A brief search on the social media about this man will expose the amount of debate, both analytical and sometimes fanatical (on both sides), that this election season has promulgated within the electorate.
List of national issues:
1. Inflation: This remains one of the chief issues of this election, with the price of consumable commodities undergoing dramatic increase in recent years. The Reserve Bank of India has recently recommended that consumer price inflation be used as one of the targets to determine India’s monetary policies
2. Economic growth: While price inflation is an oft-discussed topic, the general slowdown of India’s economy (especially in the industrial sector) is also a very pressing issue in the minds of the public. A record high current account deficit and the continued fall of the Rupee, are chief among the list of concerns
3. Black money (and its retrieval): Referring in general to money that has been earned in India’s black market [Black market], and for which taxes have not been paid, India’s history of corrupt governance has prompted political contenders to bring this issue to national prominence.
An estimated USD 1.4 trillion, according to some reports, lie stashed in Swiss banks. A wide variety of proposals, some improbable and fantastic, while others worth investigating, have been laid out for both the prevention and international asset retrieval of black money by various political actors.
4. Corruption: An expository about India’s corruption, its history and howdeeply rooted within the system it is, is beyond the scope of this article. This is probably the most deterministic issue in the minds of the urban voters. A fiscally honest politician is seen as the need of the hour.
To the extent of a newcomer party winning an astounding amount of seats without a history of ever having contested elections, in Delhi (the Aam Aadmi party mentioned above), the public has come to grips with the need for zero tolerance regarding corruption.
My only caveat for this period is that I hope it won’t be polarizing enough for Indians to not recognize shades of gray where it does exist.
I hope the youth in India won’t fall victims to a dangerous school of thought (that of believing in social binaries). And hopefully, India won’t veer into the path of the Left-vs-Right, Congress-vs-BJP, Us-vs-Them, school of thought that plague modern democracies today. Or that lack of support for one idea is always directly empowering its opposite.
All said and done, this promises to be one of the most exciting elections of our times. There truly are very few things more exciting than the world’s largest democracy celebrating its right to universal suffrage.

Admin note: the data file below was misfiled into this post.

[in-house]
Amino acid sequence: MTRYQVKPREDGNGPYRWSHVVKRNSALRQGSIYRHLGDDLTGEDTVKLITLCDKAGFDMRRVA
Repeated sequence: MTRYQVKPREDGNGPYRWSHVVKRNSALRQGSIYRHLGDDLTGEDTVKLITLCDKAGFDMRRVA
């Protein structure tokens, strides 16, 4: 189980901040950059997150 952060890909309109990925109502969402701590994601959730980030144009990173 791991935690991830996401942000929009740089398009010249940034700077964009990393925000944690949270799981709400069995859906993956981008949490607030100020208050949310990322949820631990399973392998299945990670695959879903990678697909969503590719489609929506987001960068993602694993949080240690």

RT: A four-year old was killed a week ago, and now this latest incident (seven children and one women killed in the US raid). Why are international troops still raiding residential areas when Karzai asked them not to?
Caleb Maupin: The troops are not in Afghanistan to protect the Afghans or to obey the Afghan government. They are to protect the interests of Western banks and corporations. The whole history of Afghanistan is a history of being plundered. Afghanistan once had vast timber resources, vast forested areas that were cut down by the British at one time. And even the most right-wing historians would admit that the best period in the history of Afghanistan was following the 1979 revolution when the people of Afghanistan rose up, they drove out the foreigners and began to develop independently, with independent economic development. And that was the glorious history. That was the US that funded forces like that now make up Al-Qaeda, to go and tear down the revolutionary democratic government.
Afghanistan belongs to the Afghans. It’s not a poor country, there are all kinds of mineral resources and all kinds of wealth, but the people are there poor because of the control of these resources is under the hands of Western bankers and corporations. And that is the crime that has happened. This kind of massacres are really built into foreign interventions, you can see them wherever it happens, in the Middle East, Africa, Asia, anywhere.
RT: If there is no deal and US troops leave, wouldn’t that make it easier for insurgents to carry out terror attacks, and potentially kill a lot more civilians?
CM: That’s always the argument that the foreign powers make. They always make it sound like they are invading the country just because they care so much about the people that are under attack. But all over the world you can see the fruits of US foreign intervention.
Everywhere the US goes, everywhere the foreign powers go and overthrow a government there is poverty, misery and suffering. They never improve the lives of the people, and the people have the right to run their own country. Afghanistan belongs to Afghans, and that’s how it should be, and that’s how every country is. Self-determination is a basic human right and the foreign troops should leave Afghanistan.